The Department of Veterans Affairs has mistakenly declared thousands of veterans to be deceased and canceled their benefits over the past five years, a new snafu to emerge at the embattled department.
The VA has made the error more than 4,000 times over a half-decade because of employee mistakes or erroneous cross-checking of data by the department’s computers, among other reasons, according to correspondence between the VA and the office of U.S. Rep. David Jolly (R., Fla.) reviewed by The Wall Street Journal. The VA changed its procedures to address the issue, but it isn’t yet clear whether the new system is effective.
“Although these types of cases represent a small number of beneficiaries in comparison to the millions of transactions completed each year in our administration of benefits, we sincerely regret the inconvenience caused by such errors and work to restore benefits as quickly as possible after any such error is brought to our attention,” a VA spokesman said in a statement.
It wasn’t immediately clear whether the latest data represented an increase in the error rate or what prompted the VA to tackle the problem.
Every year, about 400,000 veterans or others receiving VA benefits die and their awards are canceled, according to department statistics. Of the roughly two million veterans declared deceased in the past five years, 4,201 cases involved incorrect declarations that the VA eventually corrected before resuming payments to the still-living beneficiary.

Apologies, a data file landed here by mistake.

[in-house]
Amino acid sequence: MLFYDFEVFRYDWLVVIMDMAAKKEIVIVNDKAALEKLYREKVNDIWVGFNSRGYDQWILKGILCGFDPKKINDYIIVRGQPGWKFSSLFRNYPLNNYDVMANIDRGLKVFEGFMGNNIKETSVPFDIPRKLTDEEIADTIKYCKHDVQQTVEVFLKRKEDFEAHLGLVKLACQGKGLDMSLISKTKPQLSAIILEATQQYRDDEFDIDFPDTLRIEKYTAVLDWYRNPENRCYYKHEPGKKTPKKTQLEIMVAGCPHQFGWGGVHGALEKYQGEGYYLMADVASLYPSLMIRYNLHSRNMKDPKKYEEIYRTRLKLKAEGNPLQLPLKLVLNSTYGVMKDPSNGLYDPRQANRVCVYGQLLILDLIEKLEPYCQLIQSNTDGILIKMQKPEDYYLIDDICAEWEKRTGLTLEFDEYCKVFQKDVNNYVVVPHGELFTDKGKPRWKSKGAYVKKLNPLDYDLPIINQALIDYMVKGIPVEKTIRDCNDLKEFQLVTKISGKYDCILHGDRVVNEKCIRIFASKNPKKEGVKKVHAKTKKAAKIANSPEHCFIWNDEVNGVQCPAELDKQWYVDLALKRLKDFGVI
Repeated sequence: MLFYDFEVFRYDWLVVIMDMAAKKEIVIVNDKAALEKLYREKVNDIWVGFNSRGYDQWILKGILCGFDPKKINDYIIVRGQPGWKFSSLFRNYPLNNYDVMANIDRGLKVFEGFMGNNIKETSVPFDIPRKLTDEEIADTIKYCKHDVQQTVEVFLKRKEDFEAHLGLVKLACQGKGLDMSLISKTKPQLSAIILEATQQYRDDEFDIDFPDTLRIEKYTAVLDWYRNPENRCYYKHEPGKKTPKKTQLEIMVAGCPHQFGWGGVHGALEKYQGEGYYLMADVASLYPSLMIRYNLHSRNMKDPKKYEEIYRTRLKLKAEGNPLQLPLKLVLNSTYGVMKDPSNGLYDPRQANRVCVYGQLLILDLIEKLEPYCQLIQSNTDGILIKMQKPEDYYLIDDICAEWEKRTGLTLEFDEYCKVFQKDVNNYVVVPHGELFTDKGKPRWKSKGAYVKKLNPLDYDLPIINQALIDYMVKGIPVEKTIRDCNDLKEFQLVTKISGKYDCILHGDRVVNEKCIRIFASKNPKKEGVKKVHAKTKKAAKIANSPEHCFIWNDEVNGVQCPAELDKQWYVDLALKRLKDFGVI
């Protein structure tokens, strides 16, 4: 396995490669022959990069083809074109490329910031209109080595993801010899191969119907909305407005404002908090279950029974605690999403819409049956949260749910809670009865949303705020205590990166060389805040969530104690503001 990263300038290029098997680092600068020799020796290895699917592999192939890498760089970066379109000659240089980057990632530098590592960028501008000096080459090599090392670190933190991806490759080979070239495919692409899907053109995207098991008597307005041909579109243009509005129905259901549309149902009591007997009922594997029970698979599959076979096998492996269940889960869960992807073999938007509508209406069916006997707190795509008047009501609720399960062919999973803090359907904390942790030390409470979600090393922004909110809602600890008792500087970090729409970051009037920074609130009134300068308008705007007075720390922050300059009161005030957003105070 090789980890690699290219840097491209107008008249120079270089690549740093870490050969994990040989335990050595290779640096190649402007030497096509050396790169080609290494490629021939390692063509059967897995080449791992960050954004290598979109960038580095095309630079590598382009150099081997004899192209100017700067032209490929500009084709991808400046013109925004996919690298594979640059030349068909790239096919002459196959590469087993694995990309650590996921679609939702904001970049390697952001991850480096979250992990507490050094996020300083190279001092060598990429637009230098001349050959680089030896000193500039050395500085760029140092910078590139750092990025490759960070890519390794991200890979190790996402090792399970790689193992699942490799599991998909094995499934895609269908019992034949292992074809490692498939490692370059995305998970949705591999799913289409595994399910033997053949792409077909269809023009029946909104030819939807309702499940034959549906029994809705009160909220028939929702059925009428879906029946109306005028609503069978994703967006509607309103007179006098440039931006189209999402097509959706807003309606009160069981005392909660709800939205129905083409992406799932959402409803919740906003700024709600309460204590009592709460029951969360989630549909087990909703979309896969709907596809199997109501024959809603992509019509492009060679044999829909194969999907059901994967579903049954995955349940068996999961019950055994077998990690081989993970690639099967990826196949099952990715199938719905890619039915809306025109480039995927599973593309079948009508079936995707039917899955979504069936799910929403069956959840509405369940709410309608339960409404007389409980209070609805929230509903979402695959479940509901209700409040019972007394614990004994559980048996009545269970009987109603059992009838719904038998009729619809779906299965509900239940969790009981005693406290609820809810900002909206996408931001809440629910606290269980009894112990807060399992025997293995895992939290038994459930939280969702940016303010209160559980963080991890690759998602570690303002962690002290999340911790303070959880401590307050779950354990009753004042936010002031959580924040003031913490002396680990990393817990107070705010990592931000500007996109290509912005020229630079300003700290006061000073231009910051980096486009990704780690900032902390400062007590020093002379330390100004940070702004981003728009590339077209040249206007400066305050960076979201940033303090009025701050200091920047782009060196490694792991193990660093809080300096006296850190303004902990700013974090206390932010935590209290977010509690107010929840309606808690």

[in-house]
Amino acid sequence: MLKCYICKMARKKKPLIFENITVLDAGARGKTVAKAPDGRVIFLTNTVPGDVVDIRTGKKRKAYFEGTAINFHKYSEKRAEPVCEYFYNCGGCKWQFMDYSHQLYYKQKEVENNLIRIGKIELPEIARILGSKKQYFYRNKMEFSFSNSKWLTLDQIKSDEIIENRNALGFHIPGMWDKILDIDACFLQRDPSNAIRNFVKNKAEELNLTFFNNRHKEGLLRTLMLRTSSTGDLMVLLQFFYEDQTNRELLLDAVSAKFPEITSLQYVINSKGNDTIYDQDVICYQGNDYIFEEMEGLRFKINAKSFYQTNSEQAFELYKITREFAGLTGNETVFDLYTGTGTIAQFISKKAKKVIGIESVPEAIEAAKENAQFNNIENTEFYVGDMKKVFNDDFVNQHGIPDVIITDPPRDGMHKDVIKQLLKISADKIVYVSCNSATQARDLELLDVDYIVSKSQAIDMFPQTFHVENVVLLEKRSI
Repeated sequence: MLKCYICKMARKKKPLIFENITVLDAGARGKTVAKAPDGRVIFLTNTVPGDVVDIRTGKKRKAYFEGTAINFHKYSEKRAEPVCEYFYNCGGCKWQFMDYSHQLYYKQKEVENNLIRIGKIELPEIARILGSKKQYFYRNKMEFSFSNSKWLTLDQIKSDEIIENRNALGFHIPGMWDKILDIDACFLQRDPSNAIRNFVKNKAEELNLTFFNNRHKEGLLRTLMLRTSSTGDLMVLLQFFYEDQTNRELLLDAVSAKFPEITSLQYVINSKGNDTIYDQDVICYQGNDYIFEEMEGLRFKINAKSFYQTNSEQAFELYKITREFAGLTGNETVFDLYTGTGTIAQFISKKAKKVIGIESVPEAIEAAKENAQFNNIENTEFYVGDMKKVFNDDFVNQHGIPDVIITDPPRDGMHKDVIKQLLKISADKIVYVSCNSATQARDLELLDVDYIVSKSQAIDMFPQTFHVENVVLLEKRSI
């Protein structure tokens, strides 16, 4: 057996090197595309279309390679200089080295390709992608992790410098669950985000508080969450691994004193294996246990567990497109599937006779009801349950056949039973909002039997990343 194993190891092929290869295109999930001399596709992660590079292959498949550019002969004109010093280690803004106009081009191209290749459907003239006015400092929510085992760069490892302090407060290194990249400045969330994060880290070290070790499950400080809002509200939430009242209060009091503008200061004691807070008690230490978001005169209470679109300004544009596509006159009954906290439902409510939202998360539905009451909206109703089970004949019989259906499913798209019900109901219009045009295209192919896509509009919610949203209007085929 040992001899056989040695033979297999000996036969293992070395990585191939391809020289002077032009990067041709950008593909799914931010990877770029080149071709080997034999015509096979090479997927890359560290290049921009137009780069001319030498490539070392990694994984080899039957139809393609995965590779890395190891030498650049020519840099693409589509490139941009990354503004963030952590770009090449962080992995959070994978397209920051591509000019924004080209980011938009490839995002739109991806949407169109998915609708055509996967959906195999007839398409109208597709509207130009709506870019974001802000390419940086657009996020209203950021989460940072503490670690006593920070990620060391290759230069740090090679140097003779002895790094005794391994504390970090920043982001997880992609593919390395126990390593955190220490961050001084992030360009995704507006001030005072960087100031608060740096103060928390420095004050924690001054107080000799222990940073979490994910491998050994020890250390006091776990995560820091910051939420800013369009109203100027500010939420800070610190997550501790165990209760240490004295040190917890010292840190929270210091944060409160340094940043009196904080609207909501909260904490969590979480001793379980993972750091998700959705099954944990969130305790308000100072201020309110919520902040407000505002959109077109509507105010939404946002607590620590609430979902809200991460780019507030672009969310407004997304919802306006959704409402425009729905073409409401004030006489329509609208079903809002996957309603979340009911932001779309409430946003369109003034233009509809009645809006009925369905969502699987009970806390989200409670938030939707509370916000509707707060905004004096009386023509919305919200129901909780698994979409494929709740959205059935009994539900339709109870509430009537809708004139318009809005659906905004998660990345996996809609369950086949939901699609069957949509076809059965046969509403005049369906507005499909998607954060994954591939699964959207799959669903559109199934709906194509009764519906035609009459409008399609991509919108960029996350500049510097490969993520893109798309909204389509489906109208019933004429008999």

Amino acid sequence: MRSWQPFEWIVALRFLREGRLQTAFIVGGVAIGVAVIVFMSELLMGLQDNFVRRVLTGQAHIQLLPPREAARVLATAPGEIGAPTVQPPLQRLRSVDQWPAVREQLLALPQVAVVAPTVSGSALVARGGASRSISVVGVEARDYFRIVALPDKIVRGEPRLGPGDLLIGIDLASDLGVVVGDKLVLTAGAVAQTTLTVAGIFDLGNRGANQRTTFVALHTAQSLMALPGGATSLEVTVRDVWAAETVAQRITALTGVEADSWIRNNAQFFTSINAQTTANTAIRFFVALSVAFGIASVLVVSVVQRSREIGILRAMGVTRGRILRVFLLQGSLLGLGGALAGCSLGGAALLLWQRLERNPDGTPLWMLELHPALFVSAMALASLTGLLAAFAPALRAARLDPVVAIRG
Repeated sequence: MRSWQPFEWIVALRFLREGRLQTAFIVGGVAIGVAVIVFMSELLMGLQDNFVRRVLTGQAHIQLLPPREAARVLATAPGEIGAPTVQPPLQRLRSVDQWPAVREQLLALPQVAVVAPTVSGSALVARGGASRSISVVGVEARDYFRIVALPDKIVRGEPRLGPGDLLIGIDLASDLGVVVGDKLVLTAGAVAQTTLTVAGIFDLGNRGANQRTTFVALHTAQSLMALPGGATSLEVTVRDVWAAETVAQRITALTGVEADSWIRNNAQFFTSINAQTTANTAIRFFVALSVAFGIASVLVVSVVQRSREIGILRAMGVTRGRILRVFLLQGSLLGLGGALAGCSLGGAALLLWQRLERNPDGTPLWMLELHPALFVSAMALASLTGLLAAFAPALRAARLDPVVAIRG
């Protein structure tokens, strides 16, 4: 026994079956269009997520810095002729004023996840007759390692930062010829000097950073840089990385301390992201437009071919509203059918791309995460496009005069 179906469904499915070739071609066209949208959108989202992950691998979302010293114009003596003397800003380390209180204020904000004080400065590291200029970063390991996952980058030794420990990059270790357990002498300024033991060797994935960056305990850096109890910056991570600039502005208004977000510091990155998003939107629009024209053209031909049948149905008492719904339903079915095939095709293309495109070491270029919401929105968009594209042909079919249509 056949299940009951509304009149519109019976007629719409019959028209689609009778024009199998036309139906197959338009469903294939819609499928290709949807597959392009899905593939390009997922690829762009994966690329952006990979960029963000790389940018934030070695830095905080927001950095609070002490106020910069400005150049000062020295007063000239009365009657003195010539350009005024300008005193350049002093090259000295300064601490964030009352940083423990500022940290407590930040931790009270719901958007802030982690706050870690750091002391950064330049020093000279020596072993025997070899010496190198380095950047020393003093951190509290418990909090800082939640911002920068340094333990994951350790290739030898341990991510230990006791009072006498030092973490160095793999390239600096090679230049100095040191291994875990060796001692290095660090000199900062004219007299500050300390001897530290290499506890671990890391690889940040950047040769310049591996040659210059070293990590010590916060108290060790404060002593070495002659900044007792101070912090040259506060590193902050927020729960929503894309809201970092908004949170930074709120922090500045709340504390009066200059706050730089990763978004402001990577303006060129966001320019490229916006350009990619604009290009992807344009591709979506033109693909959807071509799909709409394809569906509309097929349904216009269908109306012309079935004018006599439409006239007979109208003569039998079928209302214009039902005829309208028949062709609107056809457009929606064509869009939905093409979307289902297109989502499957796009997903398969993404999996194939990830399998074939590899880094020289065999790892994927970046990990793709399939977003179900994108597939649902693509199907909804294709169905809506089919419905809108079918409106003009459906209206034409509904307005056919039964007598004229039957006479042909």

The VA noted that such errors make up less than 1% of all benefits terminations each year and that the accuracy rate of terminations because of death is 99.83%, according to the department’s most recent figures. The department said it doesn’t keep records of the causes of the errors.
Over the past decade, the VA has used what is called the death match program to prevent people from cashing benefits checks sent to deceased veterans. In 2010, the VA’s inspector general said the program had led to 382 arrests and recovery of $40 million in fraudulent payments.
Under a new system instituted late last year, the VA sends a letter to the beneficiary believed to have died and waits 30 days for a response before terminating the benefits and declaring the person dead. The department said it doesn’t have statistics on whether the new system has reduced such errors.
Difficulty keeping track of veteran deaths poses other problems. In September 2015 the VA’s Office of Inspector General issued a report noting that about 35% of the department’s approximately 870,000 pending applications for enrollment into the VA health-care system as of September 2014 were for people reported as dead by the Social Security Administration.
The report noted that most of the pending records are likely outdated, though the record system makes it unclear. Such a convoluted system helps “create unnecessary difficulty and confusion in identifying and assisting veterans with the most urgent need for health-care enrollment,” the report said.
In March, the enrollment system updated more than 130,000 dates of death in conjunction with Social Security’s official rolls to cut back on pending applications.